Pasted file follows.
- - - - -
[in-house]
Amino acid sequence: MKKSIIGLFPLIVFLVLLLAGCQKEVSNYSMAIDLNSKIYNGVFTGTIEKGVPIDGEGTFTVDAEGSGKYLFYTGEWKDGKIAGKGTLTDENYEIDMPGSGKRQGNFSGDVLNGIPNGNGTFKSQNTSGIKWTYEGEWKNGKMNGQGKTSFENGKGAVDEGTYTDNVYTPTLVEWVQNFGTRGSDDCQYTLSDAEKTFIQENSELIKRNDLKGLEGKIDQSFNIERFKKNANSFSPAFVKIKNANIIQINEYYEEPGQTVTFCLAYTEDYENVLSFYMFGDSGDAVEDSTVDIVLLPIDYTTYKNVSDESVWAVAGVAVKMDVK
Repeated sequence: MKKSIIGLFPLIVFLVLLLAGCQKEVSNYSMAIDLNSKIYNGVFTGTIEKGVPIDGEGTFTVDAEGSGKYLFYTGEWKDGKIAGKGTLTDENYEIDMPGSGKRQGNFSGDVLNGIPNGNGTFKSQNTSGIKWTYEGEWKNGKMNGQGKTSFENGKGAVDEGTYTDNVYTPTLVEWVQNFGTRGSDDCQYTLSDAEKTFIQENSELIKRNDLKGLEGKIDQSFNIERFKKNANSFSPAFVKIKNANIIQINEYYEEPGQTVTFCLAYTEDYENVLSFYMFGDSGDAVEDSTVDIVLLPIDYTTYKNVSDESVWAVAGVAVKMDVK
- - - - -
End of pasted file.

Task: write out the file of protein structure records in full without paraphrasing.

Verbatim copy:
[in-house]
Amino acid sequence: MKKSIIGLFPLIVFLVLLLAGCQKEVSNYSMAIDLNSKIYNGVFTGTIEKGVPIDGEGTFTVDAEGSGKYLFYTGEWKDGKIAGKGTLTDENYEIDMPGSGKRQGNFSGDVLNGIPNGNGTFKSQNTSGIKWTYEGEWKNGKMNGQGKTSFENGKGAVDEGTYTDNVYTPTLVEWVQNFGTRGSDDCQYTLSDAEKTFIQENSELIKRNDLKGLEGKIDQSFNIERFKKNANSFSPAFVKIKNANIIQINEYYEEPGQTVTFCLAYTEDYENVLSFYMFGDSGDAVEDSTVDIVLLPIDYTTYKNVSDESVWAVAGVAVKMDVK
Repeated sequence: MKKSIIGLFPLIVFLVLLLAGCQKEVSNYSMAIDLNSKIYNGVFTGTIEKGVPIDGEGTFTVDAEGSGKYLFYTGEWKDGKIAGKGTLTDENYEIDMPGSGKRQGNFSGDVLNGIPNGNGTFKSQNTSGIKWTYEGEWKNGKMNGQGKTSFENGKGAVDEGTYTDNVYTPTLVEWVQNFGTRGSDDCQYTLSDAEKTFIQENSELIKRNDLKGLEGKIDQSFNIERFKKNANSFSPAFVKIKNANIIQINEYYEEPGQTVTFCLAYTEDYENVLSFYMFGDSGDAVEDSTVDIVLLPIDYTTYKNVSDESVWAVAGVAVKMDVK